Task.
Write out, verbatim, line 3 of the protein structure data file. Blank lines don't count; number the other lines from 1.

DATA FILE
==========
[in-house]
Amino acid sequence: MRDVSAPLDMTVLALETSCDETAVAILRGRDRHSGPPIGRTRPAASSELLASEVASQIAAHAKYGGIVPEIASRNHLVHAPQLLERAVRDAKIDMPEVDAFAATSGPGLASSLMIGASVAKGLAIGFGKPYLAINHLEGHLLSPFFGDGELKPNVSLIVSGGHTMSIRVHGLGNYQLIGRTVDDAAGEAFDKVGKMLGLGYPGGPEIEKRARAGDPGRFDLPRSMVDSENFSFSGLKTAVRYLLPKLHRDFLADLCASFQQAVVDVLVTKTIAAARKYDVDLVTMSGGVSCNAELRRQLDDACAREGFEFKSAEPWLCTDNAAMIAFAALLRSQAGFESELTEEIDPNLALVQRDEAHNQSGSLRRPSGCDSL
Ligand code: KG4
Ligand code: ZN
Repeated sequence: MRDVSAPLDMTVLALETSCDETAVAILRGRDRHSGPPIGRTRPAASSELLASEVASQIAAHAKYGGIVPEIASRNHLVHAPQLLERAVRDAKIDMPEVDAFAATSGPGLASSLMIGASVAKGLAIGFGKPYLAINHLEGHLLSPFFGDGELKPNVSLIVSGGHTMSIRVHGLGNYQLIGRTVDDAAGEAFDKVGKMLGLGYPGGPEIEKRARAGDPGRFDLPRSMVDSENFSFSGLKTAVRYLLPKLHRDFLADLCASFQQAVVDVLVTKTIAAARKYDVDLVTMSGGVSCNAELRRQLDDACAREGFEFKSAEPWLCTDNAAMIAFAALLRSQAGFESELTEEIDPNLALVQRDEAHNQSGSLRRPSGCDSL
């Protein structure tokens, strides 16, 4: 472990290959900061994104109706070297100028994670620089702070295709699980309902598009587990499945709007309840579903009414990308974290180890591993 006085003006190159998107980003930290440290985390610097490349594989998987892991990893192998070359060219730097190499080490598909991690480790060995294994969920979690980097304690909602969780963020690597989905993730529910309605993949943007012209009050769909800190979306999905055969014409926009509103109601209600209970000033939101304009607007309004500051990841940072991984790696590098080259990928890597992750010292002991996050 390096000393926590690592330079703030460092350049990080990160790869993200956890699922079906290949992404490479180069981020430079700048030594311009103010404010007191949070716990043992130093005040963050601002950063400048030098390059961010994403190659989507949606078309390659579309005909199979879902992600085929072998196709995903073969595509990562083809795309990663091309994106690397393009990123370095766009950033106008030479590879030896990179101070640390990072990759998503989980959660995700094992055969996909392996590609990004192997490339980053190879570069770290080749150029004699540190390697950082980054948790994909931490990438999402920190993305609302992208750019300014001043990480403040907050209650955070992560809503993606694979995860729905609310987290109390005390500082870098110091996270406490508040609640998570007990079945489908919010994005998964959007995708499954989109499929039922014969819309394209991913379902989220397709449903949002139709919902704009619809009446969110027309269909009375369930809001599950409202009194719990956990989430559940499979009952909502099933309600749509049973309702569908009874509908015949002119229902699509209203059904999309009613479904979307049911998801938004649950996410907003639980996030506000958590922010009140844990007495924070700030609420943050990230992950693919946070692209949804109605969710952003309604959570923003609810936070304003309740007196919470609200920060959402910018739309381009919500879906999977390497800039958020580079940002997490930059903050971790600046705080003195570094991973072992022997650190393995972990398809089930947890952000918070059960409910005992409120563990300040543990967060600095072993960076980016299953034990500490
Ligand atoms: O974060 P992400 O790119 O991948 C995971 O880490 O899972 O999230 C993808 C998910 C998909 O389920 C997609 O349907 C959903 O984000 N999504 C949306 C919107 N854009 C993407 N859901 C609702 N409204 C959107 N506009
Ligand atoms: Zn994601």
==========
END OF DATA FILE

Ligand code: KG4